Plants green, often blackish. Stems to 2 cm, central strand present. Stem leaves appressed-incurved to weakly spreading when dry, spreading or not and not keeled when moist, monomorphic, long-ligulate, ovate-lanceolate, elliptic-lanceolate or long-lanceolate, broadly channeled across leaf or occasionally somewhat channeled along costa, 0.8-1.7(-3) mm, base scarcely differentiated to ovate, margins recurved in proximal 1/4-3/4, entire, apex acute to subulate, occasionally fragile; costa percurrent to excurrent as a long, thick, blunt subula, not much widened or tapering through the leaf, not strongly spurred, lacking a bulging adaxial pad of cells, adaxial costal cells quadrate, in (2-)3-4(-5) rows, guide cells in a single layer; basal laminal cells weakly differentiated medially, rectangular, walls thin to evenly thickened, proximal maginal cells little differentiated; distal laminal cells mostly 8-11 µm wide, 1:1, papillae absent or simple or occasionally 2-fid, lumens oval to rounded-quadrate, walls evenly thickened, moderately bulging on both sides or only abaxially, sometimes 2-stratose marginally or at apex of leaf, or throughout lamina. Specialized asexual reproduction by axillary, ovate to elliptic, multicellular gemmae. Seta 0.7-1.7 cm. Capsule 1-2 mm; peristome teeth 32 or 16 cleft to base or rudimentary or occasionally absent, filamentous or long-triangular, straight or weakly twisted, to 740 µm. Spores 9-12 µm. Distal laminal KOH reaction yellow- or red-orange.
Varieties 6 (5 in the flora): North America, Mexico, s South America, Eurasia, n Africa.
Didymodon rigidulus in the broad sense, as emended by R. H. Zander (1981b) is polymorphic, with several varieties distinguished by fairly good correlations of combinations of characters. Specimens of intermediate morphology that are not clearly assignable to any one variety may be identified as D. rigidulus in the broad sense. Although some authors use the presence of axillary gemmae as diagnostic of the typical variety, other varieties, notably var. gracilis, may occasionally have them. Such gemmae are also found in other species, especially those of the D. vinealis complex. Didymodon vinealis may have 2-stratose distal laminal cells, and should be carefully distinguished.
Stem leaves appressed to weakly spreading when dry, costa usually percurrent to short-excurrent as a rigid subula, short-lanceolate, seldom-lanceolate, base evenly broadened, ovate to elliptic or oblong, proximal cells short-rectangular, distal laminal cells usually papillose, quadrate, with quadrate lumens, occasionally 2-stratose on the margins in patches; gemmae often present in distal leaf axils. Peristome teeth short and straight to long and twisted.
Capsules mature spring-winter. Basalt, calcareous outcrops and ledges, gravel, soil, silt, frostboil, tundra, along roads and paths; low to high elevations (0-3000 m); Greenland; Alta., B.C., Man., Nfdl. and Labr., N.W.T., Nunavut, Ont., Que., Sask., Yukon; Alaska, Ariz., Colo., Iowa, Kans., Minn., Mo., Mont., Nev., N.Mex., S.Dak., Tenn., Tex., Utah, Wis., Wyo.; Mexico; Central America; South America; Europe; Asia (Siberia); Africa; Atlantic Islands (Iceland).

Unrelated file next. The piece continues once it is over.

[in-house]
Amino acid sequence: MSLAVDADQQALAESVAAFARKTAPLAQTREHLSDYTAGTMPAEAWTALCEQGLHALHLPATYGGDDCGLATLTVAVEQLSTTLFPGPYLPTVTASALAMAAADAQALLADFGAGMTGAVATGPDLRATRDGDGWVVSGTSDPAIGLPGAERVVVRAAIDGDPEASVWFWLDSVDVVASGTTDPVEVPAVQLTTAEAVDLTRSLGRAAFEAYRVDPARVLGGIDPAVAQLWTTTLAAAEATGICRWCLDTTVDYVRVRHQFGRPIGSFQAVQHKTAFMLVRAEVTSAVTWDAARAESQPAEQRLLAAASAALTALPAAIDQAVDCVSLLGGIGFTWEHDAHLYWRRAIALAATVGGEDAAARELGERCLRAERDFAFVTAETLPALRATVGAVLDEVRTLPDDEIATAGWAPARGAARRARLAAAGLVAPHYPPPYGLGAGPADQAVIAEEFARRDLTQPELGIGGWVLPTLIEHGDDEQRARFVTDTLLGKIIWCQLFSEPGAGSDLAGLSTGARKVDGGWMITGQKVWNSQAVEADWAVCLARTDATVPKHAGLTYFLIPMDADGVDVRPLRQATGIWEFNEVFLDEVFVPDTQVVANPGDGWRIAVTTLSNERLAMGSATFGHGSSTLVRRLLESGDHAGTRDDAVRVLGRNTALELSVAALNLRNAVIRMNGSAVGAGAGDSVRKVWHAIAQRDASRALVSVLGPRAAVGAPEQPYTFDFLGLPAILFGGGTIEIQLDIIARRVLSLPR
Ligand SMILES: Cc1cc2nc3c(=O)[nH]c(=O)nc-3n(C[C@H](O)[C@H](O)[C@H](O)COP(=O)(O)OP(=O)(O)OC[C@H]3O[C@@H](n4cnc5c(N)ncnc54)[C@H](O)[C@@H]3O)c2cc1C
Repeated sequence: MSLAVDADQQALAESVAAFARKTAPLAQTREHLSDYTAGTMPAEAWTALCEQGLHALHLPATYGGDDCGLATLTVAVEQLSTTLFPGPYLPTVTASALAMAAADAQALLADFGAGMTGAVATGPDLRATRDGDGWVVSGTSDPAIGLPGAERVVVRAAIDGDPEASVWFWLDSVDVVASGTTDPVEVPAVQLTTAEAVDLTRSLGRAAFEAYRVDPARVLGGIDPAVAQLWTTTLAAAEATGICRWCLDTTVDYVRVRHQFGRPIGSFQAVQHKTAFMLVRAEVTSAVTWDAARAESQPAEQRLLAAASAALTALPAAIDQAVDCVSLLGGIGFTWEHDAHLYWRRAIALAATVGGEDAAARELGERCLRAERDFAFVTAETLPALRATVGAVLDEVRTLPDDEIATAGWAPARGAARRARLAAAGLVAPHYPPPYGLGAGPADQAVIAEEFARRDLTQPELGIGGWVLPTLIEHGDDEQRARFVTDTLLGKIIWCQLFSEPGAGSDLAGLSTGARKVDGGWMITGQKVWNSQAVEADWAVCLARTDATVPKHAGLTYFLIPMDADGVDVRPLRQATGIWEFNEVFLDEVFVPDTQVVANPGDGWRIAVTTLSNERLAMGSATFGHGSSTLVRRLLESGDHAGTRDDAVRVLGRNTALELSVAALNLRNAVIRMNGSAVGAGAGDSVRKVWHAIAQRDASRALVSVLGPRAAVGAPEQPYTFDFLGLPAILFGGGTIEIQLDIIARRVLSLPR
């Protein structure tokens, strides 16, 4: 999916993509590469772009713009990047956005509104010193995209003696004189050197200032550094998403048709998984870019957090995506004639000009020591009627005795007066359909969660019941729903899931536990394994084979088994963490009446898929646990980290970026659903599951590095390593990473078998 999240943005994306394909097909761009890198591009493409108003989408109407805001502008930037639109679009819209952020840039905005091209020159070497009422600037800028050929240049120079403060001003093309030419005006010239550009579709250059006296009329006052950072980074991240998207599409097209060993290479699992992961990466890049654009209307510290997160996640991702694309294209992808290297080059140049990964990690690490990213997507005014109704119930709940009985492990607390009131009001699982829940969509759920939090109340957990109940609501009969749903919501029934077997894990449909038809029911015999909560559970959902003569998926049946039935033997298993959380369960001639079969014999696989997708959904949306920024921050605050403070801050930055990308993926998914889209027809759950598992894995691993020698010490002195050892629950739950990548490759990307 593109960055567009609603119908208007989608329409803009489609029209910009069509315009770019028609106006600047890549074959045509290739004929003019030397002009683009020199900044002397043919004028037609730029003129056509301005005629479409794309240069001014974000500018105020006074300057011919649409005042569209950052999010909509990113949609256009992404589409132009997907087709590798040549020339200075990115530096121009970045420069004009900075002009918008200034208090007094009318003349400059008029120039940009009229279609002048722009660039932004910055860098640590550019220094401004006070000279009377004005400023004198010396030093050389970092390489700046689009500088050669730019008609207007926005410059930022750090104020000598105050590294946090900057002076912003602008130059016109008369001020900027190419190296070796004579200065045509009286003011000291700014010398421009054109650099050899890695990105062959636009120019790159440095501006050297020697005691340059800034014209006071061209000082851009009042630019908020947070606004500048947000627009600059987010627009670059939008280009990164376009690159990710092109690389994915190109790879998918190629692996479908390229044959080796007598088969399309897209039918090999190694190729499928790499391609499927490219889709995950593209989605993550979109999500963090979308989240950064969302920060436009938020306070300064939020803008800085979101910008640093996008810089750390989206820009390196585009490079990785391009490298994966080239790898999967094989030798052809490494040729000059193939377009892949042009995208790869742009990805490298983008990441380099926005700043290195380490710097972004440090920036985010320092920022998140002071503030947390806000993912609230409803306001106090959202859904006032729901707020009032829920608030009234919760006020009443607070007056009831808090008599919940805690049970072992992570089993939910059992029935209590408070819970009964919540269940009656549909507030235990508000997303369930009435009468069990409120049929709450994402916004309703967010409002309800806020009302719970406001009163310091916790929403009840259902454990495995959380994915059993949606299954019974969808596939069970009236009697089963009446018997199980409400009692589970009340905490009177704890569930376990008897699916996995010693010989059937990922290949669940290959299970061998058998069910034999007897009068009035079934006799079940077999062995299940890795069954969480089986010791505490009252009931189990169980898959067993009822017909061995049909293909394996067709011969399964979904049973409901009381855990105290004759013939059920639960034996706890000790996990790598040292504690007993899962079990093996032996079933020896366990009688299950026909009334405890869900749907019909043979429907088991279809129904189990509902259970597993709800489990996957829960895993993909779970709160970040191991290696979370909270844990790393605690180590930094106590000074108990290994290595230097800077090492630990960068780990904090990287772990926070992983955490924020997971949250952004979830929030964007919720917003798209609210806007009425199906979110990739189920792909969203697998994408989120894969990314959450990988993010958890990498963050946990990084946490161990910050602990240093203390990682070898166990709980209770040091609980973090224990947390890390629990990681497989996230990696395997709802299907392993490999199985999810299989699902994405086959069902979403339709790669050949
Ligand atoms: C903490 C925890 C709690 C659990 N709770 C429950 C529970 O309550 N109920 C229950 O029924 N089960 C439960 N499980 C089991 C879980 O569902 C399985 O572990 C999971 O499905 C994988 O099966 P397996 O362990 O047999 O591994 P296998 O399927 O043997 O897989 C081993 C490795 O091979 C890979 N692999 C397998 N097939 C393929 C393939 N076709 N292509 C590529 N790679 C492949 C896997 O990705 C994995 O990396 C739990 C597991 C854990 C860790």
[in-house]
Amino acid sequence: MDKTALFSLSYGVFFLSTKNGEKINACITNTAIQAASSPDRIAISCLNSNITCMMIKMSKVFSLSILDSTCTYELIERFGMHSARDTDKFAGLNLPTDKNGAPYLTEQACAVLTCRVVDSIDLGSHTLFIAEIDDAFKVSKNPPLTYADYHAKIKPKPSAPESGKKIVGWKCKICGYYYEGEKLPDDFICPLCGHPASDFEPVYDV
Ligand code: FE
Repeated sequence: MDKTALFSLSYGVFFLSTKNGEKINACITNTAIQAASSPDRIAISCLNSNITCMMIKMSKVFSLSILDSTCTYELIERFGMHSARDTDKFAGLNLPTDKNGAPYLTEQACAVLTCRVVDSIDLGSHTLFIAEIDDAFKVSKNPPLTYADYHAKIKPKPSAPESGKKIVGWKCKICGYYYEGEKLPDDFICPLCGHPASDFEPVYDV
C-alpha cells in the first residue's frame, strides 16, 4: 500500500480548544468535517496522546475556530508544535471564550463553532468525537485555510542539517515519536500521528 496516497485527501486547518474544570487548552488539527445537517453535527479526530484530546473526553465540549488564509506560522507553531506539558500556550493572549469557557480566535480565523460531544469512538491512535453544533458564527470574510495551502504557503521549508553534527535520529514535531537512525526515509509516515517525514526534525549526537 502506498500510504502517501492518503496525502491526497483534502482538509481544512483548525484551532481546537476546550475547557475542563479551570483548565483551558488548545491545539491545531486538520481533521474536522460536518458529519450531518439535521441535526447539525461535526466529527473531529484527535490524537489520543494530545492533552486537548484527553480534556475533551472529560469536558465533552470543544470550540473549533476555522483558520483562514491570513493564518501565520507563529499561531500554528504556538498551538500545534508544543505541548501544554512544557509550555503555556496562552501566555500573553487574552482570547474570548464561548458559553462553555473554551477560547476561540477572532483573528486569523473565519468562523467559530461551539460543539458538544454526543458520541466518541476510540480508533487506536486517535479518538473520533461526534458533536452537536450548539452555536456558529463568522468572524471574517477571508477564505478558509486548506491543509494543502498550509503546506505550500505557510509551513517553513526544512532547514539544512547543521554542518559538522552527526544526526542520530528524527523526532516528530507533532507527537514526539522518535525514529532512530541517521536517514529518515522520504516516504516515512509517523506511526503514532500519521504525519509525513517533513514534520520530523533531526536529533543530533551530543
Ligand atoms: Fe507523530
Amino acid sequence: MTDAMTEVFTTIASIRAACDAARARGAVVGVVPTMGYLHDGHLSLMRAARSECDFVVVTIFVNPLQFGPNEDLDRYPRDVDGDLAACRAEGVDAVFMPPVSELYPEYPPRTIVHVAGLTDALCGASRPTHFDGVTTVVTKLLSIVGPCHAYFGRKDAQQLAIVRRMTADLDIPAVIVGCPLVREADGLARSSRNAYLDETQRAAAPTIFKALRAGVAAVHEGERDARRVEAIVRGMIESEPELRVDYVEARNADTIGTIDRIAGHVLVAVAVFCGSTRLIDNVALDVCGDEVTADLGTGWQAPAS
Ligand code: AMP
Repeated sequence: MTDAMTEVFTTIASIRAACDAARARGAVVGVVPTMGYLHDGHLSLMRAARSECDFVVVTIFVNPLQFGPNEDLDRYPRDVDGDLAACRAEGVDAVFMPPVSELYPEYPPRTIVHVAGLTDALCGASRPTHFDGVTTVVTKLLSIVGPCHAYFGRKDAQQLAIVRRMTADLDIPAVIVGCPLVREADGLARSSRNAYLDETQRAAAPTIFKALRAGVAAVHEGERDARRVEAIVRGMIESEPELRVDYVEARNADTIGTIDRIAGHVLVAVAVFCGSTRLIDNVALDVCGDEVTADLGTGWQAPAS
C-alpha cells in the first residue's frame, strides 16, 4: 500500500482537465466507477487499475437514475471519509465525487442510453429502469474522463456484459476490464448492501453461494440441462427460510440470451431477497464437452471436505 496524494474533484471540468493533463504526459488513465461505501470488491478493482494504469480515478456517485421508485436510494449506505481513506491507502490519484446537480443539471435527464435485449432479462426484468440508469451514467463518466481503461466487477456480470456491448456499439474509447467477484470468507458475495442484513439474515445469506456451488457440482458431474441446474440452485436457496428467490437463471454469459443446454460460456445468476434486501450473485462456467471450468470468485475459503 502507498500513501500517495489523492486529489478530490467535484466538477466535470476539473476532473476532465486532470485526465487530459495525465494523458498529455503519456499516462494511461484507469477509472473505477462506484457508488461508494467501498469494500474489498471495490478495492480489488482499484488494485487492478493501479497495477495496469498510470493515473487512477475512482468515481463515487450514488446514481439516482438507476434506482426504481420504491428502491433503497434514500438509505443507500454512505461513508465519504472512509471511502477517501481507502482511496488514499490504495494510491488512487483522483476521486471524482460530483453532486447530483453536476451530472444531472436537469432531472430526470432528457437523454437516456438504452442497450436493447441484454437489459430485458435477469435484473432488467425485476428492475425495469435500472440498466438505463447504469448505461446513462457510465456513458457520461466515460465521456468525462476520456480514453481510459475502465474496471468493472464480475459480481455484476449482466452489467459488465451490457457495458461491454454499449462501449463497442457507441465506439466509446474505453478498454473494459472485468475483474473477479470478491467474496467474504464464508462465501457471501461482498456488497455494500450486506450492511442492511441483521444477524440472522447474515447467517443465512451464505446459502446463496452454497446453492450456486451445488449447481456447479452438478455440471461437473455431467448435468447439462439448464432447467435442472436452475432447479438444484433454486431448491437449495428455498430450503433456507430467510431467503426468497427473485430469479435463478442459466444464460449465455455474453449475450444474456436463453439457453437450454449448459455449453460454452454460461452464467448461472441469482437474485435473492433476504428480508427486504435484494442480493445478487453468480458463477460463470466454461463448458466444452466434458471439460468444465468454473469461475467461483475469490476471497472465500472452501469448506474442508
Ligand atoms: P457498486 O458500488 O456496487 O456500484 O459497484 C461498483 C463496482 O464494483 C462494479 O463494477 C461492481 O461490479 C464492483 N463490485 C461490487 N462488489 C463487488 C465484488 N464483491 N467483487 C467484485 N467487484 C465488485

Variety gracilis may sometimes have gemmae and the distal lamina is occasionally 2-stratose in patches, but it differs from var. rigidulus most clearly in its the short- to long-lanceolate leaves. The distal laminal cells are commonly papillose, and their lumens are oval or rounded-quadrate. Because of intergradation, some collections must be assigned to this variety only on the basis of a majority of the characters given in the key. Although leaves in this variety are short in dry habitats, associated with fragile stems, leaf length in collections from moist environments is generally longer. The small distal laminal cells, broad costa to 6 cells in width at mid leaf, and the strong stem central strand serve to distinguish this taxon from Didymodon asperifolius.
Stem leaves appressed to weakly spreading when dry, spreading when moist, oblong-lanceolate, elliptic-lanceolate or long-triangular, base not or weakly broadened, oval; costa usually short-excurrent and blunt; proximal cells short-rectangular or quadrate; distal laminal cells smooth to weakly papillose, quadrate, with quadrate lumens, distal lamina 2-stratose at apex or along margins; gemmae often present in distal leaf axils. Peristome teeth short and straight to very weakly twisted.
Variety rigidulus is relatively uniform in eastern North America, with slightly spreading, oblong-lanceolate to long-triangular leaves with thickened distal margins, percurrent or short-excurrent costa, thick-walled cells, gemmae usually present, and the peristome straight or only weakly twisted. When the distal margins are not 2-stratose or only slightly so, it can be difficult to identify, especially as it may occasionally have the costal groove of D. vinealis, and large specimens may similarly have guide cells in two layers. It intergrades in the West with the other varieties, and propagula are commonly absent. The typical variety, with distinctive oblong-lanceolate leaf shape and propagula, is rare in the Arctic, and though generally hygrophilic may be found on merely moist substates in southern states. From D. vinealis in the narrow sense, this variety may be distinguished by the combination of stiff, long-triangular or oblong-lanceolate leaves, usual presence of many gemmae in the leaf axils and the commonly yellow-green color in water (sometimes blackish green, rarely reddish below) and yellow or yellow-orange color in KOH. Commonly misidentified as this variety is the western D. tectorum, which also has axillary gemmae, but differs by the costa narrowly excurrent from a blunt leaf apex, and a rectangular (not elliptical) leaf base.